Batteries are devices that store chemical energy and convert it to electrical energy. Consisting of one or more voltaic cells, batteries come in various sizes and forms and are integrated into most electronic and portable devices.
Electrical current is the flow of electrons (movement) of an electrical charge and is measured using an ammeter. Solid conductive metals contain large population of free electrons, which are bound to the metal lattice and move around randomly due to thermal energy. When two terminals of a voltage source (battery) are connected via a metal wire, the free electrons of the conductor drift toward the positive terminal, making them the electrical current carrier within the conductor.
Citrus fruits, such as lemons, limes, grapefruits, or oranges. Copper nail, approximately 2 inches in length
Galvanized (zinc) nail, about 2 inches in length
Small colored or opaque light bulb with a 2 inch lead, such as a holiday LED light. Note that there needs to be enough wire to connect to the nails. Electrical tape or Crocodile (aka: gator) clip (optional)
Micro Ammeter – a measuring instrument used to measure the electric current in a circuit, can be found at your local Radio Shack store. (optional)
Estimated Experiment Time
About 5 to 10 minutes
1. Prepare your fruit for the experiment by squeezing it on all sides with your hands. Make sure not to squeeze too tightly and break the skin! The idea is to soften the fruit enough so that the juice inside are flowing. 2. Insert your nails into the fruit, approximately 2 inches apart from one another. The ends (sharp tips) of the nails should be in the center of the fruit, but not touching one another. Be careful not to pierce the nails through the opposite end of the fruit. 3. Remove the insulation around the bulb wires (the leads) so you can expose the wire underneath. You need to remove enough insulation so you can wrap the exposed wire around the nails. 4. Take one of the exposed wires and wrap it around the galvanized (zinc) nail. If the wire keeps slipping off, use some electrical tape or gator clips to keep it attached. 5. Wrap the other end of the wire around the copper nail.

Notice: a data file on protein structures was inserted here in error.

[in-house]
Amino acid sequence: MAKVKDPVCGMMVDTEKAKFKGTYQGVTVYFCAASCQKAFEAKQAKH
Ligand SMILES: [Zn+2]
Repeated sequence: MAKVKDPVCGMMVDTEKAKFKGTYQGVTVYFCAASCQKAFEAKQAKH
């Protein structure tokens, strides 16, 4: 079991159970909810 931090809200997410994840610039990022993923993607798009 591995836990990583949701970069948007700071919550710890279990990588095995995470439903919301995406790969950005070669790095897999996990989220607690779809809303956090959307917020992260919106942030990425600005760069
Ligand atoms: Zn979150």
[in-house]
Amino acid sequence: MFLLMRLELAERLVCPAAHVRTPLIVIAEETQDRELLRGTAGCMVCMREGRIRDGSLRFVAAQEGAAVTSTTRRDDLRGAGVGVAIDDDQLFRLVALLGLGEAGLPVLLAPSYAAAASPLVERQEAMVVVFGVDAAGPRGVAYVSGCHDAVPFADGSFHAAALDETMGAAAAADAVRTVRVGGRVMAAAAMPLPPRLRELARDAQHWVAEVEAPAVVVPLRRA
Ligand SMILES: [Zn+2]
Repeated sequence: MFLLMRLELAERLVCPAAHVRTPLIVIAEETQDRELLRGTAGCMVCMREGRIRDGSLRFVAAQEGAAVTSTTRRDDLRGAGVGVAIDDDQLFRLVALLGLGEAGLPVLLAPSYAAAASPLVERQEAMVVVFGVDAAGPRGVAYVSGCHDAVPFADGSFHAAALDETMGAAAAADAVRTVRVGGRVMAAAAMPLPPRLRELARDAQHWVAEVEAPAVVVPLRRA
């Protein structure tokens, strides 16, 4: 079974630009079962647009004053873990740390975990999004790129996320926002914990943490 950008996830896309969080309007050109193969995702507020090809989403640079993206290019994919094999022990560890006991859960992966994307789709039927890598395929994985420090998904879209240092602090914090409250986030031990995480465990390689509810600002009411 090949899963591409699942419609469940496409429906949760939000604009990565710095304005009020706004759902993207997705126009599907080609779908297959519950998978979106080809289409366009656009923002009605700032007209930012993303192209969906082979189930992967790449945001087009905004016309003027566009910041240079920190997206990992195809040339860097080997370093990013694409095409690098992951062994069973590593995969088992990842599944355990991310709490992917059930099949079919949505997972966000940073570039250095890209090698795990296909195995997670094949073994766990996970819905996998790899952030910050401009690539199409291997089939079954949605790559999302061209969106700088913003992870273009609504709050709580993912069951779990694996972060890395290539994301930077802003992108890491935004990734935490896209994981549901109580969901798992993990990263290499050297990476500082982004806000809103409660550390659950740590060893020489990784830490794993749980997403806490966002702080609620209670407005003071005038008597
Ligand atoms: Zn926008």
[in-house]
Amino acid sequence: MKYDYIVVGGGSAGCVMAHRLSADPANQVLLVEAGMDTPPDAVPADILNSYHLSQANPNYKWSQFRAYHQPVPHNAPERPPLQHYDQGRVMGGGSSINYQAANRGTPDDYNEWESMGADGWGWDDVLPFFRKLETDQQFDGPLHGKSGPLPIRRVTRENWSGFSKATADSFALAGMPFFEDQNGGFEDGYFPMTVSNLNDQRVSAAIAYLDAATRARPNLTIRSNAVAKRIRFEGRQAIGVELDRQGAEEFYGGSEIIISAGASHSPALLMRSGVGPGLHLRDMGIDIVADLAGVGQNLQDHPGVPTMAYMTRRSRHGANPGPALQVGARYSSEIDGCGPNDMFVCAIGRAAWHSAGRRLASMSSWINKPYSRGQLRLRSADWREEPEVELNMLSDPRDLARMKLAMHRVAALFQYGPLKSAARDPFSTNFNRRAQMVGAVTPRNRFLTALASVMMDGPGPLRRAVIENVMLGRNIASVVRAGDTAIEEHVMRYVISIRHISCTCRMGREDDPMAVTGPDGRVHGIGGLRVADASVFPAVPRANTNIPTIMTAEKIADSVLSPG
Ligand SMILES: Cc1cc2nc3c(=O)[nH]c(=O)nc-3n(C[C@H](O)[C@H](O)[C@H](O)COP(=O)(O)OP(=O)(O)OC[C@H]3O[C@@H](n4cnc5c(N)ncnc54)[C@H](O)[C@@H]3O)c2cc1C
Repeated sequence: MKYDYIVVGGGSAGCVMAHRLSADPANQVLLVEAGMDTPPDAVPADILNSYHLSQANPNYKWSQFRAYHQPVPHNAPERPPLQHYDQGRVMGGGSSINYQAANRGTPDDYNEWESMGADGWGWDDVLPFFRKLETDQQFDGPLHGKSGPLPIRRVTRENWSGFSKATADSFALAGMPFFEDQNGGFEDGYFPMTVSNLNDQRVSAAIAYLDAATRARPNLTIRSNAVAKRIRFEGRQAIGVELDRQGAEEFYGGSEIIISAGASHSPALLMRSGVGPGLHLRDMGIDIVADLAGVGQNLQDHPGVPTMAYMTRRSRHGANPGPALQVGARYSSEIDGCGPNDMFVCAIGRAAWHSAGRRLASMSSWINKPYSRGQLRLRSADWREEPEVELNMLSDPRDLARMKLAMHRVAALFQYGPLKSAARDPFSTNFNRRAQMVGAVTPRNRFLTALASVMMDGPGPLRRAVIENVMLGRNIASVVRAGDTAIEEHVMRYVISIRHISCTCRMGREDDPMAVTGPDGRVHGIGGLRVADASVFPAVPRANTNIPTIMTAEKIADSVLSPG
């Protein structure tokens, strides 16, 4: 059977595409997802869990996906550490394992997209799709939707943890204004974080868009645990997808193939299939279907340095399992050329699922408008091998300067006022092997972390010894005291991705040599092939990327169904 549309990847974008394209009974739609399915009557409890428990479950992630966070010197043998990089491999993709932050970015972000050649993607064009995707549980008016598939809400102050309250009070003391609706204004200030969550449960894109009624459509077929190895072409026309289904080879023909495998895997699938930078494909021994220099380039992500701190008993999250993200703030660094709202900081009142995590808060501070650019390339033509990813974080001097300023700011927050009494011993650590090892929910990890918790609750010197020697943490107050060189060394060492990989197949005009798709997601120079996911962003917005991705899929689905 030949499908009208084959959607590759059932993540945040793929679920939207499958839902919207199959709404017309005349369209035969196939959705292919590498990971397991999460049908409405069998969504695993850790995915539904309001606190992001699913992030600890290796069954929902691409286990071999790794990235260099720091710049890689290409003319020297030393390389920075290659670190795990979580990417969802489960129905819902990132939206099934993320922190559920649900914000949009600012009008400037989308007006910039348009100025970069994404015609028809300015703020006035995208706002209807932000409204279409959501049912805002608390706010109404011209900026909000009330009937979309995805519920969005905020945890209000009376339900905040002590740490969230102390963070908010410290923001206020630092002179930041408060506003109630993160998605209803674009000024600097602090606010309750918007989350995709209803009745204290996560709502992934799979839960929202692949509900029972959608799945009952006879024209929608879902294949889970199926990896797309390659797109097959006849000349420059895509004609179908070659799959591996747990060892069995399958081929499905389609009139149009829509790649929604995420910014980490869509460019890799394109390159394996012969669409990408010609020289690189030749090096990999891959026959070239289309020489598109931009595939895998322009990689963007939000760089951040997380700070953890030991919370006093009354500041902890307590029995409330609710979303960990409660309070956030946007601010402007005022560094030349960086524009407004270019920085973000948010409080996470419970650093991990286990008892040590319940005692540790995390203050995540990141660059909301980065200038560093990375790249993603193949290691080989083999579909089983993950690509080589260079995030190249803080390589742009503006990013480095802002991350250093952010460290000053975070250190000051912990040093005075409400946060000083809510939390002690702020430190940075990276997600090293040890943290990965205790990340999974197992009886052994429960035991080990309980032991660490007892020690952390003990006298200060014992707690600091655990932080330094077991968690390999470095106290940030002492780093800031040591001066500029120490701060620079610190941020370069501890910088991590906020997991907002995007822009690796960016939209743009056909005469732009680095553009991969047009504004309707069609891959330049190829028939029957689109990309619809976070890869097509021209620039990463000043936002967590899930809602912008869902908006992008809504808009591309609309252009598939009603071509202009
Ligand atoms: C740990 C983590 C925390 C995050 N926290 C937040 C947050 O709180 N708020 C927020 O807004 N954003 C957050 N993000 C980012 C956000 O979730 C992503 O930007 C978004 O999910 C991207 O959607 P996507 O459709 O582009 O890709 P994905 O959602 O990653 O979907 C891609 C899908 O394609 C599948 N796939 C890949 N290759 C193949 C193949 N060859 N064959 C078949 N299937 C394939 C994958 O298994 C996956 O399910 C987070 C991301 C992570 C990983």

6. When the second wire is attached to the copper nail, your bulb will light up!
The size of the light bulb will affect how brightly it’s lit. LED lights require the least amount of energy to light and thus are the best candidates for this experiment.
If you have a Micro Ammeter, you can use it to compare the effectiveness of various fruits in relation to electrical current. If using a Micro Ammeter, follow these steps: 1. Connect one of the Micro Ammeter’s terminals to the copper nail and attach with a Crocodile clip. 2. Connect the other Micro Ammeter’s terminal to the galvanized plate and attach with a Crocodile clip. Try using different kinds of fruits and measure the differences between them. You may want to consider tomatoes (yes, they ARE fruit) as they have one of the highest pH levels of fruits, making them perfect for this experiment.
Do you think another kind of fruit would work with this experiment? How about a vegetable? Which fruit has the best conductivity? Do you think moving the nails further apart will change the current? Do you think your fruit will continue to power the light bulb after a few hours? How about a few days? Do you think the size of the fruit would effect the voltage?
The zinc nail is an active metal, which reacts with the acid in the fruit. The active ingredient in the fruit are positively charged ions. A transfer of electrons takes place between the zinc nail and the acid from the fruit. The nails act as poles for the battery, one positive and one negative. Electrons travel from the positive pole to the negative pole via the light bulb wire (the conductor), generating enough electricity to light the bulb.